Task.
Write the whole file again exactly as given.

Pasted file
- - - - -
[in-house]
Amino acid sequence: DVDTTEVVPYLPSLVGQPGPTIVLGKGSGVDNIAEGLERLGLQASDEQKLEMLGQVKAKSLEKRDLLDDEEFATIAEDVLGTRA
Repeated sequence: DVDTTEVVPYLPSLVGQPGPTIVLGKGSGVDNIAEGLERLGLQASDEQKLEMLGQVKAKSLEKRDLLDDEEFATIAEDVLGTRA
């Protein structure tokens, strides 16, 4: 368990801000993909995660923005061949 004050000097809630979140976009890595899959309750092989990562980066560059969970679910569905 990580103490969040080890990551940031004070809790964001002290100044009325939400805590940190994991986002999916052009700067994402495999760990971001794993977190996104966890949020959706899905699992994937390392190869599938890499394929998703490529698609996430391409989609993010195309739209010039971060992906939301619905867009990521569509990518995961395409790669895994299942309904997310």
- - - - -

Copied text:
[in-house]
Amino acid sequence: DVDTTEVVPYLPSLVGQPGPTIVLGKGSGVDNIAEGLERLGLQASDEQKLEMLGQVKAKSLEKRDLLDDEEFATIAEDVLGTRA
Repeated sequence: DVDTTEVVPYLPSLVGQPGPTIVLGKGSGVDNIAEGLERLGLQASDEQKLEMLGQVKAKSLEKRDLLDDEEFATIAEDVLGTRA
């Protein structure tokens, strides 16, 4: 368990801000993909995660923005061949 004050000097809630979140976009890595899959309750092989990562980066560059969970679910569905 990580103490969040080890990551940031004070809790964001002290100044009325939400805590940190994991986002999916052009700067994402495999760990971001794993977190996104966890949020959706899905699992994937390392190869599938890499394929998703490529698609996430391409989609993010195309739209010039971060992906939301619905867009990521569509990518995961395409790669895994299942309904997310």